STP 07-30-2015: Subtropical Moisture Increased, but the Effects were Limited

Issue Date: Thursday, July 30th, 2015
Issue Time: 9:00 AM MDT

Summary:

Yesterday was another pleasant day overall, providing for a great mid-week bridge to the downhill side of the work week. While subtropical moisture streamed overhead, it was again the general lack of instability and mid-/upper-level dynamics that kept showers/thunderstorms on the weak side. Mountain locations along the Front Range, Central Mountains, and Southeast Mountains experienced the most coverage of thunderstorms where orographic effects helped make up for the lack of other support. Also, the Raton Ridge and Southeast Plains along the CO/NM border received a few pockets of rainfall during the afternoon and evening hours, as stronger storms graced northern NM.

Rain totals and, for that matter, rain rates, were generally low. As of 7 AM, the only totals reported greater than 0.1 inches by CoCoRaHS observers were Chaffee County (0.77 inches) and Teller County (0.36 inches).

There weren’t any severe storm reports from yesterday, and no flash flooding was observed.

STP_snapshot_20150730

FTB 07-29-2015: Fairly Stable Atmosphere Will Limit the Effect of Monsoonal Moisture

Issue Date: 7/29/2015
Issue Time: 10:38 AM

A LOW FLOOD THREAT IS FORECAST FOR PORTIONS OF THE SOUTHEAST MOUNTAINS, RATON RIDGE, AND SOUTHEAST PLAINS.

Today is certainly a day where the water vapor imagery is useful in the sense that it shows the locations where monsoonal moisture is present. With the mid-/upper-level high pressure system still anchored across the south-central US, southwesterly flow aloft is dragging monsoonal moisture across southern and eastern portions of Colorado. Observations show that precipitable water values are above average at Shriever AFB (~0.9 inches) and Pueblo (~1.2 inches).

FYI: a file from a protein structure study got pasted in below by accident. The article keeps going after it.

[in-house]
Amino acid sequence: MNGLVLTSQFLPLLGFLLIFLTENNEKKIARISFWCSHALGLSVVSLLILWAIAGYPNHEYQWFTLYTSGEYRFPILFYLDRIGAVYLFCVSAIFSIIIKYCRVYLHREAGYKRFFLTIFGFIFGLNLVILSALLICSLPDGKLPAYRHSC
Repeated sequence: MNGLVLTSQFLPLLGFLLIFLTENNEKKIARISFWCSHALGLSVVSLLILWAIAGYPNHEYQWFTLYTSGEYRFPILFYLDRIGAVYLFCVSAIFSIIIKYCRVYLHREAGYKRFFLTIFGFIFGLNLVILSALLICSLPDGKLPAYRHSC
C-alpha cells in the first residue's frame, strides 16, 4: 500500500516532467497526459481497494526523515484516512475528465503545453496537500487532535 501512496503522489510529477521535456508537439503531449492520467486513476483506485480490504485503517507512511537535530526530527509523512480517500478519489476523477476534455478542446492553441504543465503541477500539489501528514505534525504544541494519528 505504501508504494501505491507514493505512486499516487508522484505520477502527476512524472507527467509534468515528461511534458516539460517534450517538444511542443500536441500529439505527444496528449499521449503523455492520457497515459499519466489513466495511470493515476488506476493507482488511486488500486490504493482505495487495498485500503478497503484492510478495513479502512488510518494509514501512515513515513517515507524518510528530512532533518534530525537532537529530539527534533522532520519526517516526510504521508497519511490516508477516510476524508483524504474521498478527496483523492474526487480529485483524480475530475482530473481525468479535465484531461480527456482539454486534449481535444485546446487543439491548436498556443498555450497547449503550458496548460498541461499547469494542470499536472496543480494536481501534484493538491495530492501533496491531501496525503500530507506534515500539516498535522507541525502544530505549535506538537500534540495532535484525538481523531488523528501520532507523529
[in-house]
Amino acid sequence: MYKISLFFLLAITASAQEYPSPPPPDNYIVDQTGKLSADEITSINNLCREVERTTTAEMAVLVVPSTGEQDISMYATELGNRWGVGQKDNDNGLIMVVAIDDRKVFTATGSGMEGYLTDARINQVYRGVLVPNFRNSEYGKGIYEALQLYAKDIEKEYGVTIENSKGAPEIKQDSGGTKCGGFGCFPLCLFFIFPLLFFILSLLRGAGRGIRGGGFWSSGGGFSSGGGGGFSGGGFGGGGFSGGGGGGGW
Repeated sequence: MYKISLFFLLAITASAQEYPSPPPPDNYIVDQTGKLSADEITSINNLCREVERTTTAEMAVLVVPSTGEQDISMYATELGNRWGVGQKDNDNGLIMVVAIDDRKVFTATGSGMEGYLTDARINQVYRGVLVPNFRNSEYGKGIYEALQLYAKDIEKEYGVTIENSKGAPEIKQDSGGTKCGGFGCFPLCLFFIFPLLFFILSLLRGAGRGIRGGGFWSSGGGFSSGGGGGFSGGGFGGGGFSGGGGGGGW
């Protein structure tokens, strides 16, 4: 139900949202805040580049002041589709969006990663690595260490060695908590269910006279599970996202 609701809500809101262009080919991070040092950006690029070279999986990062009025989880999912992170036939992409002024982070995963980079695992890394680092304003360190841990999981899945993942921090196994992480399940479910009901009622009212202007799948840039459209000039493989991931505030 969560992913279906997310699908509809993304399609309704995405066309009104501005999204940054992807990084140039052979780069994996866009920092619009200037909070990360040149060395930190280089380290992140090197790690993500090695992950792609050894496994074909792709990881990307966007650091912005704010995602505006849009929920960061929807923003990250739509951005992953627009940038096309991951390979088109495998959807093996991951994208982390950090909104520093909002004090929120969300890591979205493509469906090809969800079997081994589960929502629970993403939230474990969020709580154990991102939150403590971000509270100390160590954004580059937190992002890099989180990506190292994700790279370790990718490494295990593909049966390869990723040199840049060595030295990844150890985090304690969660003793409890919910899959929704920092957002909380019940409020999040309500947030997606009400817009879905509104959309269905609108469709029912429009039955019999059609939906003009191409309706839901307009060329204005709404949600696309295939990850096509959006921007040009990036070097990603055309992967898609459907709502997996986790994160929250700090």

WV_07292015

This monsoonal moisture plume (denoted by the green arrow) will continue to work across southern and eastern portions of the state today, with fair amounts of moisture available along the Continental Divide and Central/Southwestern Mountains areas. The moisture, along with weak instability generated by daytime heating, will create isolated-to-scattered showers and weak thunderstorms across the Front Range, Central Mountains, and San Juan Mountains. Instability will be a bit better to the south and east, allowing for better coverage/intensity of storms across the Southeast Mountains, Raton Ridge, and portions of the Southeast Plains (both near the mountains and along the CO/NM border).

Dry air (noted on the water vapor image) will keep the Northern Mountains, Northwest Slope, Grand Valley, and Southwest Slope mostly sunny through the day. The Northeast Plains, Palmer Ridge, and areas of the Southeast Plains not mentioned above will remain dry today, as well; the atmosphere will remain stable and unsupportive of thunderstorm development. Far western portions of the Palmer Ridge and Northeast Plains could see an isolated shower/weak thunderstorm move overhead from the mountains before quickly dissipating in the stable air.

Much like yesterday, the Southeast Plains near the CO/NM border and Raton Ridge will hold the potential for thunderstorms to continue overnight, as more widespread storms are expected to develop over New Mexico and move to the northeast. For this reason, the low flood threat will continue overnight and into tomorrow.

Today’s Flood Threat Map

For more information on today’s flood threat, see the map below (hover over threat areas for more details). For Zone-Specific forecasts, jump below the map.

07302015_LFT
Flood Threat Legend

Zone-Specific Forecasts

Urban Corridor, Northeast Plains, and Palmer Ridge:

Mostly sunny and warm will be the main story today for the Northeast Plains and Palmer Ridge as the atmosphere remains stable overhead. The Urban Corridor, and western portions of the Northeast Plains and Palmer Ridge will likely see a couple isolated showers/thunderstorms move off the mountains overhead this afternoon and evening, before dissipating in the stable air.

Rain rates will be rather modest at 0.4-0.8 inches/hour.

Timing: 2 PM – 8 PM

Grand Valley, Northern Mountains, Northwest Slope, and Southwest Slope:

Mostly sunny for the Grand Valley, Northern Mountains, and Northwest Slope regions, becoming partly sunny across the Southwest Slope where slightly better mid-level moisture resides. No precipitation is expected, except for a weak shower or two across the higher terrain of the Southwest Slope. Rain rates will be 0.2-0.4 inches/hour.

Timing: 11 AM – 9 PM

Front Range, Southeast Plains, Southeast Mountains, and Raton Ridge:

These zones will see the most thunderstorm coverage today, as well as the best rainfall intensities. Moisture values are higher to the south and east, and the rain rates below will reflect this.

Front Range: 0.5-0.8 inches/hour
Southeast Plains and Raton Ridge: 1.2-2.2 inches/hour
Southeast Mountains: 0.8-1.2 inches/hour